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A lot of people like poetry while others despise it. Is it because it's a list of words and sentences so, they don't bother to read it because they might not like to read? Although some people might hate poetry others love it for its use of a form of speech to cover an ongoing issue. It is used to talk to other people in a specific style depending on the writer. In this case, it's Langston Hughes. Hughes knew…...
Langston HughesPoetry
Ivette AranaEnglish IIIPeriod 2American DreamsLangston Hughes and
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Ivette AranaEnglish IIIPeriod: 2American DreamsLangston Hughes and Walt Whitman were great poets. They wrote a poem about the American Dream but with two different perspectives. Walt Whitman asserts that America is an ideal nation for everyone. "I Hear America Singing" by Walt Whitman was published in 1966. Whitman describes the people who make up America, how people enjoy their jobs, how proud they are, the workers all sing loud and strong as they work. Also, he shows the opportunities they…...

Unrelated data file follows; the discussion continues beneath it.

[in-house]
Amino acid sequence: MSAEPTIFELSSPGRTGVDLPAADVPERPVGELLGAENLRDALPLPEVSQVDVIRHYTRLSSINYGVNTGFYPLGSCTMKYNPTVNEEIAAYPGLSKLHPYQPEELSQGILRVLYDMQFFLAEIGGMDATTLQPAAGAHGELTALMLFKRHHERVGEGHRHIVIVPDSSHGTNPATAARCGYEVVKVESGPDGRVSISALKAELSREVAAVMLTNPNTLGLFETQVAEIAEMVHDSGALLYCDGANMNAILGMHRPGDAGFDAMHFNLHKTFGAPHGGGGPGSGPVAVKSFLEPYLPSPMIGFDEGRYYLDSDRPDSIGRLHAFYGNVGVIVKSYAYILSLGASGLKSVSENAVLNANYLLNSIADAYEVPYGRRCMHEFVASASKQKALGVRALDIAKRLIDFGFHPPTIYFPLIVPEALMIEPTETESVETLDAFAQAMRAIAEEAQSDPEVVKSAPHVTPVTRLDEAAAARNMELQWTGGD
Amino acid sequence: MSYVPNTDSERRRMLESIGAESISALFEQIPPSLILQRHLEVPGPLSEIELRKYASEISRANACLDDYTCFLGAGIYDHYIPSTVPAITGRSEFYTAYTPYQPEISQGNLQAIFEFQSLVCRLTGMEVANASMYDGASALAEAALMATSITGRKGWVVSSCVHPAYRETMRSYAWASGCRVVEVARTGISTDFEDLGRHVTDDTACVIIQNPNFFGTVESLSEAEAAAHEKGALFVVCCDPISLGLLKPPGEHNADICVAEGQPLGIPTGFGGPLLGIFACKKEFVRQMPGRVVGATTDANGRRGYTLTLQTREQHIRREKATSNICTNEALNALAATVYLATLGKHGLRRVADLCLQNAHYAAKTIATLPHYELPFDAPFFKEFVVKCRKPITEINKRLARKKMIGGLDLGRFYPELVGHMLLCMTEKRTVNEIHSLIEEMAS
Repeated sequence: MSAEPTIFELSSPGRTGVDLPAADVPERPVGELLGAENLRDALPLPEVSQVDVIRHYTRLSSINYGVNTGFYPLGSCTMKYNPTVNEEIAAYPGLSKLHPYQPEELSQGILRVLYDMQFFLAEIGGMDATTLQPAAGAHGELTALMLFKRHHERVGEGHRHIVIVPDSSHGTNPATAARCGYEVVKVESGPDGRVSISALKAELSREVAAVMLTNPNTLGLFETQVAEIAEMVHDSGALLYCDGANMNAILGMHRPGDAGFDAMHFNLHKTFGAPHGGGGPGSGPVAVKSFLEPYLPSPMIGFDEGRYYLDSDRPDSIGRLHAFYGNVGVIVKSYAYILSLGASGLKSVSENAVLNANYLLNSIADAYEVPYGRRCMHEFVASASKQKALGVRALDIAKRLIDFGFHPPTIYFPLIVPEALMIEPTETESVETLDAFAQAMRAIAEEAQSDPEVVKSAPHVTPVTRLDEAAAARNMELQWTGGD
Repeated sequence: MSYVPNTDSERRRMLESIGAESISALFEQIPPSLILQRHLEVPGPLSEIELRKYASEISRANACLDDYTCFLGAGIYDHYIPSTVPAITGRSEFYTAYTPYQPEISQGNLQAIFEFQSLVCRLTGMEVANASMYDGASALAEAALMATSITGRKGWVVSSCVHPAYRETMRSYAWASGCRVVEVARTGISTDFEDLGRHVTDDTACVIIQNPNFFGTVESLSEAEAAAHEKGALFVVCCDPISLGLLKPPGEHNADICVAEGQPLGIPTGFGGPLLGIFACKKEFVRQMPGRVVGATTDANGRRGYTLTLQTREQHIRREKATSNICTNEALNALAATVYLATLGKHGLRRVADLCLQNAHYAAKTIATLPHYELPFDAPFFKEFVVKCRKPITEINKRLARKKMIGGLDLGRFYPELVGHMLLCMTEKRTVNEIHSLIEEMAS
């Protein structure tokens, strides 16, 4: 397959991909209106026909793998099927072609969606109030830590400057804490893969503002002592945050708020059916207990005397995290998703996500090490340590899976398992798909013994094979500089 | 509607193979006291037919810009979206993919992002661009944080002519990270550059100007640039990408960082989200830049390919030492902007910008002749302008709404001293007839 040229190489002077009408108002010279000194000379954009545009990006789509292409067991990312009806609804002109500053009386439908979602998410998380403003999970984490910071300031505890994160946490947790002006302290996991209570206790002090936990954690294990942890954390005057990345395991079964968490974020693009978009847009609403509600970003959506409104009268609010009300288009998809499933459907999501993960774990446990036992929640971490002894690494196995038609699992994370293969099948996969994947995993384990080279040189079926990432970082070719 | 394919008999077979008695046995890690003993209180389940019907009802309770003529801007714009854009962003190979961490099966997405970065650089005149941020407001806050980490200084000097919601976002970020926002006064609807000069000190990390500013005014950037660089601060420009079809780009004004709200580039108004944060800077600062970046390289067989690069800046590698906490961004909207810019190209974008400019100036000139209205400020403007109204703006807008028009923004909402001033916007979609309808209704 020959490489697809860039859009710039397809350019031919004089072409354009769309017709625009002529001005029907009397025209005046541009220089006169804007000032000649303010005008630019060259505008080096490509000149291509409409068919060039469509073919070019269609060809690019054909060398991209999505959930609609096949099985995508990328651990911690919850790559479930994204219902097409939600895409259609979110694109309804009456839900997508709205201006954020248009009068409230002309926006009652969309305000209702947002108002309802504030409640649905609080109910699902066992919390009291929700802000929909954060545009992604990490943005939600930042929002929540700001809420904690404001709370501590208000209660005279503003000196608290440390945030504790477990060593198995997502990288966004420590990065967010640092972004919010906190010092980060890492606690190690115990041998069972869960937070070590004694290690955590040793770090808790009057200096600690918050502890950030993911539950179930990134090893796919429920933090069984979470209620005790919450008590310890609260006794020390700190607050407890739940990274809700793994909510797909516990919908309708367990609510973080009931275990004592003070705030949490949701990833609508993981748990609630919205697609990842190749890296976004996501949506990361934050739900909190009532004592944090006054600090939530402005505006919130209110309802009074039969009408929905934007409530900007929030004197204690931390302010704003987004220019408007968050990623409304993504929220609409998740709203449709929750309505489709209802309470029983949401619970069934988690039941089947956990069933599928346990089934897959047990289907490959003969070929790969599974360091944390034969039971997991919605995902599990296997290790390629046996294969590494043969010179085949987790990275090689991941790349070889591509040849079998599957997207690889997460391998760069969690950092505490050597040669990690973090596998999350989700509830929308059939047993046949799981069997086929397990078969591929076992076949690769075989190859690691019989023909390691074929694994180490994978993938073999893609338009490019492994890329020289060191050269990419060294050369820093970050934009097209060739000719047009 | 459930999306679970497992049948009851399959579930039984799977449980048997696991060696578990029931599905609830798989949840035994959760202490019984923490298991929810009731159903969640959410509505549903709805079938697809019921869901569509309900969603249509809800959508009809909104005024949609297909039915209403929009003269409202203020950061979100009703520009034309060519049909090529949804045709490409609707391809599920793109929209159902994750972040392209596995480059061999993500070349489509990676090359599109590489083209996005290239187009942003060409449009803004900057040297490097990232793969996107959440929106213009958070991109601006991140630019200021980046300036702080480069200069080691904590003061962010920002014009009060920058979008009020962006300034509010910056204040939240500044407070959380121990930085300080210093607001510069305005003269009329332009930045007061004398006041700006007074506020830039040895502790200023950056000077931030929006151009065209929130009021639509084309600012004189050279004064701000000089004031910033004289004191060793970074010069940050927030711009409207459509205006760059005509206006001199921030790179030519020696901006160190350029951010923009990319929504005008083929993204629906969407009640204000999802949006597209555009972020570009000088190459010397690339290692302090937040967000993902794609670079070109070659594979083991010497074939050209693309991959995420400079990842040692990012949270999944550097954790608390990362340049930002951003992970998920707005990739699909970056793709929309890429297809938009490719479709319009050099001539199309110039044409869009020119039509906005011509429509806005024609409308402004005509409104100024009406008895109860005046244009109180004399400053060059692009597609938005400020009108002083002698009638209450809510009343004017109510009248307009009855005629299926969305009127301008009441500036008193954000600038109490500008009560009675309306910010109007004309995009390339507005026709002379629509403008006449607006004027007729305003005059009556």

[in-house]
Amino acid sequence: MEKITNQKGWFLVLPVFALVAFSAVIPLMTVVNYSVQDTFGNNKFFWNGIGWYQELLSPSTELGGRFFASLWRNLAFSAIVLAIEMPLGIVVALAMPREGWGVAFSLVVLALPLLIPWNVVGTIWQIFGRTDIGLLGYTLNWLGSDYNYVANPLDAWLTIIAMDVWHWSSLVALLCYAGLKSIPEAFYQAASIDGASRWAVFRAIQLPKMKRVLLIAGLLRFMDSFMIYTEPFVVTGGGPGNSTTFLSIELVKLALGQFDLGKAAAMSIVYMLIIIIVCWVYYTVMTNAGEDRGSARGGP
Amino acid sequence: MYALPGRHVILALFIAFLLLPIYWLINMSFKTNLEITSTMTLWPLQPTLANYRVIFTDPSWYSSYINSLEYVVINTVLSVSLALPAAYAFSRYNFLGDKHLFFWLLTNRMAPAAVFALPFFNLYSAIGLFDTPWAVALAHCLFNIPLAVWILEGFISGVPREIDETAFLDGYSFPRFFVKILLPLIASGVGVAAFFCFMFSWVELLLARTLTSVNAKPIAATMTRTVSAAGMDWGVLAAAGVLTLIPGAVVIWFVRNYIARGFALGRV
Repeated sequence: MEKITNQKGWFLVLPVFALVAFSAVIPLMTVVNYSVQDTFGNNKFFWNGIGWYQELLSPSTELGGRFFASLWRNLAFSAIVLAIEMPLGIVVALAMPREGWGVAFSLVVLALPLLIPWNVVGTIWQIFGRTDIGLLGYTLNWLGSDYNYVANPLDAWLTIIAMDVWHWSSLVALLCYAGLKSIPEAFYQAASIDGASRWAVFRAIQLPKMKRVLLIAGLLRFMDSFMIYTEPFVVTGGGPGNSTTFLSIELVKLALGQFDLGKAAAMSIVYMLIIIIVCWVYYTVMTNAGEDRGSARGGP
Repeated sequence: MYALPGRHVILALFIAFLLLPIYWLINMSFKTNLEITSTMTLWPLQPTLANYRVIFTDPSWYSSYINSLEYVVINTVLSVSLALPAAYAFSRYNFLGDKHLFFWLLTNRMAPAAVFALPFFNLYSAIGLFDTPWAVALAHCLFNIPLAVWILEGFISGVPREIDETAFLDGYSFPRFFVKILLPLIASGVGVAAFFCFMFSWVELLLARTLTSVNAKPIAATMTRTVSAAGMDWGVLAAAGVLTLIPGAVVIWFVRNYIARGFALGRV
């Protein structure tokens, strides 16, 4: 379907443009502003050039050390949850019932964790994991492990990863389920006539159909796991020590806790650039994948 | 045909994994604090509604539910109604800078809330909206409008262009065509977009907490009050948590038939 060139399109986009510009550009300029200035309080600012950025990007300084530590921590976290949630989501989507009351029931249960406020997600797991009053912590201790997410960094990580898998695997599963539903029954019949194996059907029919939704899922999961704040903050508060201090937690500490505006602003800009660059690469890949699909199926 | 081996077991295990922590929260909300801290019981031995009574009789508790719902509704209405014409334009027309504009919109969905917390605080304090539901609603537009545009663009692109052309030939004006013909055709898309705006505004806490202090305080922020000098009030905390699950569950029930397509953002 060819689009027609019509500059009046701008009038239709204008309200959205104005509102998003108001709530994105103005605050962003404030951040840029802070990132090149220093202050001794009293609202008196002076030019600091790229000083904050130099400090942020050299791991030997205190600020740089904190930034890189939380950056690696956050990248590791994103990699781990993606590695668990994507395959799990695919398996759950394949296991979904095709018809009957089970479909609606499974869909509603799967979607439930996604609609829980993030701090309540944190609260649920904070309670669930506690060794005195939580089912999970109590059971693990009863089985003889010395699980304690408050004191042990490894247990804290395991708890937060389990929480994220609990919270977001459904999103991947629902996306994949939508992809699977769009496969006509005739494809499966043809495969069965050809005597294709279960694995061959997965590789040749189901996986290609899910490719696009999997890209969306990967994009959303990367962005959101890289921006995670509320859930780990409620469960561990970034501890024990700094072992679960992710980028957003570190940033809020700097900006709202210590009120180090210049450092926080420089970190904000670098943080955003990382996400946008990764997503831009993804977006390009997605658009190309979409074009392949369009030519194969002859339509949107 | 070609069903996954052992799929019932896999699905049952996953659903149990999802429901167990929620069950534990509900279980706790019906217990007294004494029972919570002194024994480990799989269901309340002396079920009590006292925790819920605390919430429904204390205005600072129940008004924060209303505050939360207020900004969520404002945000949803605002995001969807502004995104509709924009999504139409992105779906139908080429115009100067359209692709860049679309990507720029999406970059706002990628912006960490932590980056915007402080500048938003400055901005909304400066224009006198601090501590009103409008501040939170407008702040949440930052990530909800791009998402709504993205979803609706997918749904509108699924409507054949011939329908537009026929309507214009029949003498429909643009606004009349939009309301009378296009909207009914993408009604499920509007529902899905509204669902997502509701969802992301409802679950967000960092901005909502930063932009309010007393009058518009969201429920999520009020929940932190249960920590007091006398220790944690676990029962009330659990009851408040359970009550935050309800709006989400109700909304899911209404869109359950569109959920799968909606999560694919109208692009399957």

American DreamEnglishLangston HughesPeriodWalt Whitman
Themes and Issues in the Poetry of Langston Hughes and Elizabeth Bishop
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Just like a swallow, Bishop's Sandpiper is a migratory species that will fly incredible distances, however, both poets use allegorical examples of their respective birds to provide Anthropomorphism in the two different poems. The swallows indicate Sheers use of words in relation to writing or creativity such as 'script', 'ink' and 'signatures' (10, 11) to show a sense of unending continuity as they commit to creating shapes and patterns in their movements, much like the poet who is writing and…...
Elizabeth BishopLangston HughesLiterature
Religion in Salvation By Langston Hughes
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What is religion? Religion is a concept that is passed down like tradition from generation to generation. In most cases most people are introduced to religion in their younger years. During those years, adolescent ideas of religion are undeveloped, and they are susceptible to being conditioned with certain religious identities that can be a very pressuring and life changing decision. It may impact their life forever. There are many different beliefs in the world today. Most of these religions claim…...